Lifting the export ban, several panelists argued, would allow the United States to leverage more power over potential oil sanctions by assuring that the international market would remain stable. It would also, panelists said, move the center of the international oil market away from unstable countries – both Russia and Iran merited a mention – stabilizing the overall supply.

Domestically, Carlos Pascual, fellow at the Center on Global Energy Policy at Columbia University, argued that lifting the export ban would lower gas prices and boost the U.S. economy. “The critical focus on the part of Americans is price,” Pascual said. “Every single study that has been done by a major institution has come to the same conclusion: lifting the export ban will reduce the price of gasoline in the United States,” while adding $38.1 billion to the U.S. GDP by 2020.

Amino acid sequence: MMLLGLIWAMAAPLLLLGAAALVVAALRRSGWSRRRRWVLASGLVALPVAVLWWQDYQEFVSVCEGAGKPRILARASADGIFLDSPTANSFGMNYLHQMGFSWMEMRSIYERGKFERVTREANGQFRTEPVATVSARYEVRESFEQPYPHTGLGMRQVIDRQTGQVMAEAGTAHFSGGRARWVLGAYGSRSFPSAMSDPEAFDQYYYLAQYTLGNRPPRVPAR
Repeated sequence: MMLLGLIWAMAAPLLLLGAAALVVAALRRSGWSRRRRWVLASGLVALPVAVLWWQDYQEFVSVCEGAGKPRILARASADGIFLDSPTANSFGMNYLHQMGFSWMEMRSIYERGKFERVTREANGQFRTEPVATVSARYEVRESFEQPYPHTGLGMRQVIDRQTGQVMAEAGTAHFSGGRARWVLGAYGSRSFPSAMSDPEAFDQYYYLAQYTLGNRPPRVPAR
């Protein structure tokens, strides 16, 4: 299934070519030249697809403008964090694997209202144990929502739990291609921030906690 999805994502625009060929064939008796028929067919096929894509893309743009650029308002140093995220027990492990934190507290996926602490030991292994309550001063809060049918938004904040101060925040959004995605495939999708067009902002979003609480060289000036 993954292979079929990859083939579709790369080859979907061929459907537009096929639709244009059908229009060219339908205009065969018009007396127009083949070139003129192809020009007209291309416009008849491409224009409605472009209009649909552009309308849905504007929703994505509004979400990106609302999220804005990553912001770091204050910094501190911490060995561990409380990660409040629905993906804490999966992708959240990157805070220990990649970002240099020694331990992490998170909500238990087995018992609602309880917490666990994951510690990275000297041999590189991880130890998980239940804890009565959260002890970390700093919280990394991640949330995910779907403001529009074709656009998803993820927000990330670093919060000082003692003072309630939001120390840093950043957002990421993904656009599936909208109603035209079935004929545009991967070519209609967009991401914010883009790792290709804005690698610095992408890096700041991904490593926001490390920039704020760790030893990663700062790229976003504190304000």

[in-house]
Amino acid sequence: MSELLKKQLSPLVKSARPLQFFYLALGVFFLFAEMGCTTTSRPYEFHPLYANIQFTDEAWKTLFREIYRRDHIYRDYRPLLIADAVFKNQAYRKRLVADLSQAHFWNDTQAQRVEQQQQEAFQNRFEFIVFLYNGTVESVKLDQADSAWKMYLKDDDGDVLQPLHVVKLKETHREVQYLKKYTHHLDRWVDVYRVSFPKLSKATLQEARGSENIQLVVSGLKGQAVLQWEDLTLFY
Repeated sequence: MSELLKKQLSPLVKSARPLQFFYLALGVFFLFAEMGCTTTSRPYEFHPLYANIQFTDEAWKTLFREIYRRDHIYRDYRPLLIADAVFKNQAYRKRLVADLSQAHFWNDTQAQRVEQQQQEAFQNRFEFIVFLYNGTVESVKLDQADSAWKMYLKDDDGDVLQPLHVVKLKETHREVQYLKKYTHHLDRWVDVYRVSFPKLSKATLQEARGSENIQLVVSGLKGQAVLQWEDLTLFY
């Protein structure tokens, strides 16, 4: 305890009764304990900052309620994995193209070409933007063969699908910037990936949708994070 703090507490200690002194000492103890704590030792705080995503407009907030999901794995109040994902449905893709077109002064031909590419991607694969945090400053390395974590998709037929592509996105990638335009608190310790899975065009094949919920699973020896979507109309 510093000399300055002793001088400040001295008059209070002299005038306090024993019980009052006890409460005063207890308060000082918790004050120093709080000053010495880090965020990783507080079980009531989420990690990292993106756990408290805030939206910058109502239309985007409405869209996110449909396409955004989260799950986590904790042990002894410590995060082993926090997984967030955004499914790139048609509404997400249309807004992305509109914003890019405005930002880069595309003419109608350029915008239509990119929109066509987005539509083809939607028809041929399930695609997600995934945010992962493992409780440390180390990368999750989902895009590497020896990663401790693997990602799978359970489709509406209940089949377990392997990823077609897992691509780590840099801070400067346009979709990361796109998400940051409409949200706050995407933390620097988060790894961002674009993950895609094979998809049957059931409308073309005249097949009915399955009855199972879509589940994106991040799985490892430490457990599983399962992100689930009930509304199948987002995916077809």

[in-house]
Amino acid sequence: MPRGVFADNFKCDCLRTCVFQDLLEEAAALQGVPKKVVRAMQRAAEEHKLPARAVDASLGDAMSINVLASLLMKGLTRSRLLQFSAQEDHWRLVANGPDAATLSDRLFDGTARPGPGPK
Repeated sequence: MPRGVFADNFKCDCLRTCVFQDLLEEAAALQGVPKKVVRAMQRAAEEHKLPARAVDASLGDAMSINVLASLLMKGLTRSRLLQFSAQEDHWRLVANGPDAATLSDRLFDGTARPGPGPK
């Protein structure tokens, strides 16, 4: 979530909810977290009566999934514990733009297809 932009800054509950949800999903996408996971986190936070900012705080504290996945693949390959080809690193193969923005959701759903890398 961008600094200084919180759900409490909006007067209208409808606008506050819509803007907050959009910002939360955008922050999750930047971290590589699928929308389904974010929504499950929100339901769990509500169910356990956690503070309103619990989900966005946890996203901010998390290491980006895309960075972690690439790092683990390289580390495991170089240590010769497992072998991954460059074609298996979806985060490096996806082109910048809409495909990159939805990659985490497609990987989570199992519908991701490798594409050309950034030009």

In all these calculations, however, there was one glaring omission: no panelist – or senator – talked about how lifting the export ban would impact the environment.

“It feels ridiculous to have a discussion about lifting the ban on oil exports and not talk about climate change,” Karthik Ganapathy, U.S. communications director at, told ThinkProgress. “What it boils down to is lifting the ban encourages and incentivizes oil production in the U.S. and that’s the wrong direction.”

Lifting the crude oil export ban would increase demand for oil in the international market, which would incentivize U.S. oil companies to expand their businesses and explore new options for drilling. Most likely, that would mean the extraction of tight oil reserves – the kind of petroleum extracted from shale or sandstone through hydraulic fracking.

“Our concern is that we need to be moving away from oil,” said David Turnbull, campaigns director at Oil Change International. “We need to be not relaxing U.S. oil regulations in the context of the climate crisis.”

Here are three issues surrounding crude oil exports that weren’t mentioned in Thursday’s Senate hearing.

Greenhouse Gas Emissions

“The industry wants to lift the ban so they can increase production and have a bigger market to send their oil around,” Turnbull said. “The logical conclusion to that is that they would be ramping up production, and that has a clear climate impact.”